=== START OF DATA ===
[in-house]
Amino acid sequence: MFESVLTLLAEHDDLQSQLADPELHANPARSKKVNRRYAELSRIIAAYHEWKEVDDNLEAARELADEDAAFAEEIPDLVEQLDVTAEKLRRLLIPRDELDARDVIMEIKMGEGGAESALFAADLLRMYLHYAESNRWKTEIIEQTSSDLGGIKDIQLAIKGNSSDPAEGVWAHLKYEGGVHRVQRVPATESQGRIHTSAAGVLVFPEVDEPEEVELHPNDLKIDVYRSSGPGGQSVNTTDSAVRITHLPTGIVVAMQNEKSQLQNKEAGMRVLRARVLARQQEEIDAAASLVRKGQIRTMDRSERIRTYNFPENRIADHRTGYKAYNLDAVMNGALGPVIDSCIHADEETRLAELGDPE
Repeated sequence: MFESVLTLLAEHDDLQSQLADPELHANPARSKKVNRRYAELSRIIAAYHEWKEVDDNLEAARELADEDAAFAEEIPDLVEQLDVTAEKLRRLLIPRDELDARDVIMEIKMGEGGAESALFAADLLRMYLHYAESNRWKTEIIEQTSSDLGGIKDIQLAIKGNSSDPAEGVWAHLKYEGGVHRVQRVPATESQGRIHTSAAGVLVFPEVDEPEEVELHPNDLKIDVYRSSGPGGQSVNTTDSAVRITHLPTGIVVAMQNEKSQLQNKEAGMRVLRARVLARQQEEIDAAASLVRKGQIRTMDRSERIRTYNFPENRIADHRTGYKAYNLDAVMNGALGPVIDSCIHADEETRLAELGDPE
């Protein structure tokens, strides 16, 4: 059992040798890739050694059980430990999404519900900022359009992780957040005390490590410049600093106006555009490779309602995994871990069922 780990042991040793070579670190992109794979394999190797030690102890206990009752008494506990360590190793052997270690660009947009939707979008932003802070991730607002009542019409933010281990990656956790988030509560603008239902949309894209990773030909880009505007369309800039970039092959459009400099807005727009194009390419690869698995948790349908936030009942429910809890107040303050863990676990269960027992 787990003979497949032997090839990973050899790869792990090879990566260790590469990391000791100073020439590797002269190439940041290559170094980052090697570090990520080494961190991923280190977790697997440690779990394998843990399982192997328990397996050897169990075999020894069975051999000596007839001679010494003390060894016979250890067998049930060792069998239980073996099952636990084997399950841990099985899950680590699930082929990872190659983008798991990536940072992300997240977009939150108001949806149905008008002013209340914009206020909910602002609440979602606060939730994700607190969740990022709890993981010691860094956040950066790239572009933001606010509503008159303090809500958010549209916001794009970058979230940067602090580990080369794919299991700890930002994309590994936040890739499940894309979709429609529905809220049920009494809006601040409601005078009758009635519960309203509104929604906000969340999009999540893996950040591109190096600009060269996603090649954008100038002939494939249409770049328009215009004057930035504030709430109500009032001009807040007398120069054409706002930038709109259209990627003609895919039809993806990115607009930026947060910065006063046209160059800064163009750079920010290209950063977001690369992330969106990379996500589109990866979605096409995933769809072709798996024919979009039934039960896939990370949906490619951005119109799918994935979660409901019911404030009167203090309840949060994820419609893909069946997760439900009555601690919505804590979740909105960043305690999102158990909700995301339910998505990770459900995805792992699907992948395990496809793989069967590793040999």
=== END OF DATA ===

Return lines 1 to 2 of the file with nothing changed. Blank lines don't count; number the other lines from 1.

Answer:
[in-house]
Amino acid sequence: MFESVLTLLAEHDDLQSQLADPELHANPARSKKVNRRYAELSRIIAAYHEWKEVDDNLEAARELADEDAAFAEEIPDLVEQLDVTAEKLRRLLIPRDELDARDVIMEIKMGEGGAESALFAADLLRMYLHYAESNRWKTEIIEQTSSDLGGIKDIQLAIKGNSSDPAEGVWAHLKYEGGVHRVQRVPATESQGRIHTSAAGVLVFPEVDEPEEVELHPNDLKIDVYRSSGPGGQSVNTTDSAVRITHLPTGIVVAMQNEKSQLQNKEAGMRVLRARVLARQQEEIDAAASLVRKGQIRTMDRSERIRTYNFPENRIADHRTGYKAYNLDAVMNGALGPVIDSCIHADEETRLAELGDPE